Torah from Dixie leftbar.gif [] [] [] [] [] [] [] [] [] [] []    [top_xxx.jpg]


by Rabbi David Zauderer    
Torah from Dixie Staff Writer    

Tradition has it that in order for Abraham to merit being the father of the Jewish people who would ultimately bring Mankind to accept the sovereignty of one G-d, he had to first prove his greatness to G-d by passing ten tests of faith.



Tradition has it that in order for Abraham to merit being the father of the Jewish people who would ultimately bring Mankind to accept the sovereignty of one G-d, he had to first prove his greatness to G-d by passing ten tests of faith.

One of the very first tests is recorded in the beginning of this week's Torah portion: "G-d said to Abraham, "Go for yourself, from your relatives, and from your father's house to the land that I will show you. And I will make of you a great nation; I will bless you, and make your name great, and you shall be a blessing" (Genesis 12: 1-2).

G-d's command to Abraham and his wife Sarah to uproot themselves from their country of birth and their family and to journey to a different country, was one of the ten tests, for it is it never easy to start all over again, especially later on in one's life (Abraham was 75 and Sarah was 65 at the time). Sounds pretty difficult, doesn't it?

Well, think about this. Imagine that you're living in a place where the people all around you were morally degenerate, the kind of place where anybody who tried to express any religious feelings would be laughed at and mocked. Although you grew up in that place and have very fond memories of your early years spent there, plus you are now firmly established in the community with a nice house and a good job, you would probably think very strongly about moving to a different area, difficult as it may be to do so. After all, how can you raise your children in a community which is entirely devoid of spirituality, ethics, and morals-things you hold so dear.

One day as you're sitting down to eat dinner with your wife, all of a sudden, the house goes completely dark, a tremendously strong wind starts blowing, and you begin to hear a very powerful voice. You somehow sense that you are in the presence of something greater than life itself. A powerful voice overtakes you both (as you fumble for your camera) and says, "I am the Lord, your G-d! I am commanding you to leave this town on the next train. This is no place for you to raise a family. As for your job and the stability you have enjoyed here in this place, I've already taken care of that-just go where I tell you and I promise that you'll have everything you've ever dreamed of-if you follow My command."

Would you leave now? I would.

Well, that's exactly what happened to our forefather Abraham. G-d Himself appeared to him and told him to go, promising him the most amazing things if he listened to Him. And these promises were not empty promises made by flesh and blood; they were guarantees by G-d Himself! So why exactly it this such a big test?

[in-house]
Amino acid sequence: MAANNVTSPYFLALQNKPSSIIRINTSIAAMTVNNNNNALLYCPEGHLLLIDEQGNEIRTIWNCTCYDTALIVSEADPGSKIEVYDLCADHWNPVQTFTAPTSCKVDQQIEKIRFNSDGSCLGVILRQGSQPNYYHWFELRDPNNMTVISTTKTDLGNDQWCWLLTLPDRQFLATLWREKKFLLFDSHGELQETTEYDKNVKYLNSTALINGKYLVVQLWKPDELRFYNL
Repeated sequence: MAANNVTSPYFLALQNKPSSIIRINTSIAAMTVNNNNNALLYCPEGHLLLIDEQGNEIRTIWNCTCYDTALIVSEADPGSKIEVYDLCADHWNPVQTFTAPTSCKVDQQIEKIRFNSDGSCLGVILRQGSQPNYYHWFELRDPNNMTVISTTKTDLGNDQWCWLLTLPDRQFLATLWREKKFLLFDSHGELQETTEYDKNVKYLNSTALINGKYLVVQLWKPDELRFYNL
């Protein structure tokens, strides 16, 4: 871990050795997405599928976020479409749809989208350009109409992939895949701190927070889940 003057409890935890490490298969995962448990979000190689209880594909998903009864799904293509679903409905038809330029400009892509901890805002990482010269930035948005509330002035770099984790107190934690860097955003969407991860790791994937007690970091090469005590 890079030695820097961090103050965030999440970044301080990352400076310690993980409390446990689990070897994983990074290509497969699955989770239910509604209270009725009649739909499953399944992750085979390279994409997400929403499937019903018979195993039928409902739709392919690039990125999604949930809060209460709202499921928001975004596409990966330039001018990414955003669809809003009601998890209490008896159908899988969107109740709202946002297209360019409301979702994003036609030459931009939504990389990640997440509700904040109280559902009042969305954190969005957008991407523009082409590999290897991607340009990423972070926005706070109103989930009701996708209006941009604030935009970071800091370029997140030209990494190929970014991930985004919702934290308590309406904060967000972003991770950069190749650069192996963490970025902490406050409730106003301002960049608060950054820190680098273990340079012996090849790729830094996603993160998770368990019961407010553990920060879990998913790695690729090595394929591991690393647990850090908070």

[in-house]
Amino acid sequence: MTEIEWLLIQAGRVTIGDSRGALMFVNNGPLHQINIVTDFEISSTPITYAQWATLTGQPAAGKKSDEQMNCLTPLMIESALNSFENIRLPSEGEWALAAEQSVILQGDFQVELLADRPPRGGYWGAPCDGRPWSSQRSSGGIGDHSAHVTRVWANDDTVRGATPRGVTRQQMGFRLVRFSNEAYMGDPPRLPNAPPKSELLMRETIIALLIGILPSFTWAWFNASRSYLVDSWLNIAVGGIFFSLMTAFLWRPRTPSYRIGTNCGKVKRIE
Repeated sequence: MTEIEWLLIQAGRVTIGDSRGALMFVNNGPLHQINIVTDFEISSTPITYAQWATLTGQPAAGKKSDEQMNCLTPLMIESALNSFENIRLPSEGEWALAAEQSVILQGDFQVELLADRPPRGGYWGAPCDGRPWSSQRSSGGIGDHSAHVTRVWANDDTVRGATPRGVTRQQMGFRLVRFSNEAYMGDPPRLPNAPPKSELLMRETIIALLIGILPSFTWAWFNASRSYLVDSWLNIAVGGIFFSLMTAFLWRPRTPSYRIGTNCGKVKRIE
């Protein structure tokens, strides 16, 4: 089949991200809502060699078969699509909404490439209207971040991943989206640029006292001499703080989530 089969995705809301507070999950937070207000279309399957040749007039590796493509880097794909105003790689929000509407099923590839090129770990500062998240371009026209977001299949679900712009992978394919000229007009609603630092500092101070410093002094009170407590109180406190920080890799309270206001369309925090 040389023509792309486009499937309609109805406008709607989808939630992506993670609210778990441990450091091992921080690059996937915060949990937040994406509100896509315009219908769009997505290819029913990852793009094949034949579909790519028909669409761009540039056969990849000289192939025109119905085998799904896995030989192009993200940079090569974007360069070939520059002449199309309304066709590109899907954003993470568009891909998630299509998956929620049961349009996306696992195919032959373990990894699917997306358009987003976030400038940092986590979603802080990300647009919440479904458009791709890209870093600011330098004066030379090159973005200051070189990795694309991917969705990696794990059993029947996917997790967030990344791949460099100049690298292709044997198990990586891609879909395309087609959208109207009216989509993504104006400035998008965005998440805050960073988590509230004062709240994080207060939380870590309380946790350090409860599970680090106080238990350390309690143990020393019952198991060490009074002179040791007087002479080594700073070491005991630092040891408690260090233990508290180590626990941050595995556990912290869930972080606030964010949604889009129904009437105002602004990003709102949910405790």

The answer might be found in a small word that G-d throws in when He commands Abraham to leave his native land. G-d says, "Lech lecha-go for yourself." Rashi, the preeminent Torah commentator, explains that G-d is telling Abraham to go for his own benefit and pleasure. In other words, don't just take this spiritual journey because I told you to do it, or because you sense that it's the "right thing to do." Do it because it feels better to live that way and because you enjoy it. And that's already not so easy to do. G-d can legislate actions, but emotions and feelings are a whole different story.

This test that Abraham went through is the test of our times as well. At a certain time in every Jew's life comes a moment of inspiration and enlightenment, when he realizes that it's not good for him to be where he is right now, and that it's time to make some lifestyle changes. Like moving to a more "religious" environment where the kids can get a better Jewish education. Or like taking time off from whatever we do on the weekends in order to go to synagogue to pray, or just to spend time with the family around the Shabbat table. Or like joining a Torah study group, in order to find out more about what it means to be Jewish, and why we're here altogether. But, believe it or not, that's not the hard part.

The real test is to see if we can make these lifestyle changes and actually enjoy it. To go for ourselves, as Abraham did. To realize that, ultimately, living a more religious life and doing all those things we never thought we would do, is not the stuff of self-sacrifice, but that it actually gives us a deep sense of meaning, and just plain feels good. And that's not easy. But, to use an old cliché, nothing really good comes easy. And to use another cliché-try it, you'll like it!


Rabbi David Zauderer is a card-carrying member of the Atlanta Scholars Kollel.

You are invited to read more Parshat Lech Lecha articles.

Would you recommend this article to a friend? Let us know by sending an e-mail to

butombar.gif [] [] [] []

© 2000, Torah From Dixie. All rights reserved.